The right to access environmental information and its role in promoting participation in environmental matters has been enshrined in various international instruments. The right performs a vital role in many areas, including the provision of water and sanitation services. However, the scope of this right is limited by how the term “public authority” is defined within national environmental information regimes.
This paper examines the Fish Legal judgment, which was recently determined by the European Court of Justice on 5 September 2013. It will explain the background to the case and explore how the judgment interacts with the provisions of the Aarhus Convention and Directive 2003/4/EC on Public Access to Environmental Information  OJ L41/26. The paper then applies the principles emerging from the judgment to the environmental information regimes in both England and Scotland, analysing how the two jurisdictions guarantee the right to access environmental information with regard to water and sanitation services.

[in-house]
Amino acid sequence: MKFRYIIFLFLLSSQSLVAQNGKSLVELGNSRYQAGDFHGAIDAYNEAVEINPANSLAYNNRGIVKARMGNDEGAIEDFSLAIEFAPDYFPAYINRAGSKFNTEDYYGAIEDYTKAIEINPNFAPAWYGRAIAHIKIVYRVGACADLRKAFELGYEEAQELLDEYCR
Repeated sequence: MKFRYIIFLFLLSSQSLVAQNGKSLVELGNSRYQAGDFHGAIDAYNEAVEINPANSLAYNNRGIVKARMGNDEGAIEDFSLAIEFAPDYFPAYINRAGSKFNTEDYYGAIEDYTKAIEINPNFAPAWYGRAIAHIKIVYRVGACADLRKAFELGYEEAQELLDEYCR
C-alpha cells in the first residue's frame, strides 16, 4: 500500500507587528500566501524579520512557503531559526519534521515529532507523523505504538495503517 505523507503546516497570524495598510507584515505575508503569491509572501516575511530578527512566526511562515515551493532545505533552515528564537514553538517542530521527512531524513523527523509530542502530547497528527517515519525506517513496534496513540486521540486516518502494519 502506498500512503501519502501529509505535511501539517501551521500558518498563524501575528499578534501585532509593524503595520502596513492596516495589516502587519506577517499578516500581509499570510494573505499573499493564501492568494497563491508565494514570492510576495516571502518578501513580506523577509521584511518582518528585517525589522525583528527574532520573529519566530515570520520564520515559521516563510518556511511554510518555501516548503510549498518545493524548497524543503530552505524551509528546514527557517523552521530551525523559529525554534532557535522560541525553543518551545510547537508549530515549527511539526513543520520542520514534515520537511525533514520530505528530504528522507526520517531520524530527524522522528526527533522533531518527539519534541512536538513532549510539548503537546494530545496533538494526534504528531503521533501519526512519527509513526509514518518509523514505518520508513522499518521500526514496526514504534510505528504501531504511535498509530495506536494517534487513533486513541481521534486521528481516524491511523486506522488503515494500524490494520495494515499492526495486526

The paper argues that the law in both England and Scotland will be impacted by the Fish Legal ruling. By placing private companies that supply water and sanitation services outside the scope of England’s environmental information regime, it is argued that England is in breach of its international obligations and inhibits citizen participation in this area. While Scottish Water differs through its designation as a “public authority” for Scotland’s environmental information regime, the private partnership within Scottish Water, and the potential for future privatisation, indicates that the current regulatory structure is likely to inhibit citizen participation in this area. This reduction in public participation will impact negatively on the public’s ability to influence environmental protection efforts in both jurisdictions.